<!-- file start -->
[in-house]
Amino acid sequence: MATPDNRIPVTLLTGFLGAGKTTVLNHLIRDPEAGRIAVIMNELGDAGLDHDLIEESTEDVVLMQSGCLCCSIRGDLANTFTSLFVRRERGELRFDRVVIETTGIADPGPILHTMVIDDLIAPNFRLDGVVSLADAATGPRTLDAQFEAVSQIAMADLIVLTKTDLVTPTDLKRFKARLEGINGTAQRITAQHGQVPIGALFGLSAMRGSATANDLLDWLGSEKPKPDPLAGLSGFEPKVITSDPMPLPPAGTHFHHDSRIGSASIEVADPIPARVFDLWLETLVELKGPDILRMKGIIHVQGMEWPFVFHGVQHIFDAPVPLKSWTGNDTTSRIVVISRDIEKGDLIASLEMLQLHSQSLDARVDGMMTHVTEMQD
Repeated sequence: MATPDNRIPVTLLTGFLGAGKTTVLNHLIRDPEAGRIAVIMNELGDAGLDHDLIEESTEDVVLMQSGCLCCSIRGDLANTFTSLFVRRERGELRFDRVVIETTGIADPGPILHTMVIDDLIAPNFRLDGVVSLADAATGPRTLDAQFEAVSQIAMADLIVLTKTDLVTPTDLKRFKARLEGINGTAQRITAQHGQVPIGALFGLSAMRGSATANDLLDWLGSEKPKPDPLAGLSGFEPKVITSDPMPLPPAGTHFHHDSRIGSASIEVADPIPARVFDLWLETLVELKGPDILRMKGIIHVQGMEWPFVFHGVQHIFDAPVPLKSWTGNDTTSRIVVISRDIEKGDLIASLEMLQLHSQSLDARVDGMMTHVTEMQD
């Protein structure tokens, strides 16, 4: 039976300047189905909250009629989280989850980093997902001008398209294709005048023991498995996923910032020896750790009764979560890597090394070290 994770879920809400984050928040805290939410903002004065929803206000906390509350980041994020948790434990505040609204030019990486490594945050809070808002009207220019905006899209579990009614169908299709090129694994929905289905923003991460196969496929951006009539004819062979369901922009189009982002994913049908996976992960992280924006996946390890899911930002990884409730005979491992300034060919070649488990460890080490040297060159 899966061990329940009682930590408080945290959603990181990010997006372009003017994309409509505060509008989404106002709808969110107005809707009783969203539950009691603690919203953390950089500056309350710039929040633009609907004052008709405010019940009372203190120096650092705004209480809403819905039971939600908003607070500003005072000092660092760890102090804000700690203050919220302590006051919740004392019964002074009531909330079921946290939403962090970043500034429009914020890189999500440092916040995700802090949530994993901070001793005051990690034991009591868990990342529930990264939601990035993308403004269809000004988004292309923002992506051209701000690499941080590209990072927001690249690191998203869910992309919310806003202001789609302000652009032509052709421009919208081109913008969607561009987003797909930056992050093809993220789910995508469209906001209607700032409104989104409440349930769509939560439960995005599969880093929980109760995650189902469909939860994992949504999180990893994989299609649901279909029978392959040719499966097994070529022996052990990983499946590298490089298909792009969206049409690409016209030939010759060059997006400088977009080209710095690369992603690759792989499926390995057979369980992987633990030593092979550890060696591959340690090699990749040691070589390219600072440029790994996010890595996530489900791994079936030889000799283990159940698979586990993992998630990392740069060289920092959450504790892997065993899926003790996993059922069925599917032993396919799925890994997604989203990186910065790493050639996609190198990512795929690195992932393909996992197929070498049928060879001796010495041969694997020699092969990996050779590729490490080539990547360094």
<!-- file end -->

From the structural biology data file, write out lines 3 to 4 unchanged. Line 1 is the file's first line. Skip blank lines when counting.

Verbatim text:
Repeated sequence: MATPDNRIPVTLLTGFLGAGKTTVLNHLIRDPEAGRIAVIMNELGDAGLDHDLIEESTEDVVLMQSGCLCCSIRGDLANTFTSLFVRRERGELRFDRVVIETTGIADPGPILHTMVIDDLIAPNFRLDGVVSLADAATGPRTLDAQFEAVSQIAMADLIVLTKTDLVTPTDLKRFKARLEGINGTAQRITAQHGQVPIGALFGLSAMRGSATANDLLDWLGSEKPKPDPLAGLSGFEPKVITSDPMPLPPAGTHFHHDSRIGSASIEVADPIPARVFDLWLETLVELKGPDILRMKGIIHVQGMEWPFVFHGVQHIFDAPVPLKSWTGNDTTSRIVVISRDIEKGDLIASLEMLQLHSQSLDARVDGMMTHVTEMQD
């Protein structure tokens, strides 16, 4: 039976300047189905909250009629989280989850980093997902001008398209294709005048023991498995996923910032020896750790009764979560890597090394070290 994770879920809400984050928040805290939410903002004065929803206000906390509350980041994020948790434990505040609204030019990486490594945050809070808002009207220019905006899209579990009614169908299709090129694994929905289905923003991460196969496929951006009539004819062979369901922009189009982002994913049908996976992960992280924006996946390890899911930002990884409730005979491992300034060919070649488990460890080490040297060159 899966061990329940009682930590408080945290959603990181990010997006372009003017994309409509505060509008989404106002709808969110107005809707009783969203539950009691603690919203953390950089500056309350710039929040633009609907004052008709405010019940009372203190120096650092705004209480809403819905039971939600908003607070500003005072000092660092760890102090804000700690203050919220302590006051919740004392019964002074009531909330079921946290939403962090970043500034429009914020890189999500440092916040995700802090949530994993901070001793005051990690034991009591868990990342529930990264939601990035993308403004269809000004988004292309923002992506051209701000690499941080590209990072927001690249690191998203869910992309919310806003202001789609302000652009032509052709421009919208081109913008969607561009987003797909930056992050093809993220789910995508469209906001209607700032409104989104409440349930769509939560439960995005599969880093929980109760995650189902469909939860994992949504999180990893994989299609649901279909029978392959040719499966097994070529022996052990990983499946590298490089298909792009969206049409690409016209030939010759060059997006400088977009080209710095690369992603690759792989499926390995057979369980992987633990030593092979550890060696591959340690090699990749040691070589390219600072440029790994996010890595996530489900791994079936030889000799283990159940698979586990993992998630990392740069060289920092959450504790892997065993899926003790996993059922069925599917032993396919799925890994997604989203990186910065790493050639996609190198990512795929690195992932393909996992197929070498049928060879001796010495041969694997020699092969990996050779590729490490080539990547360094």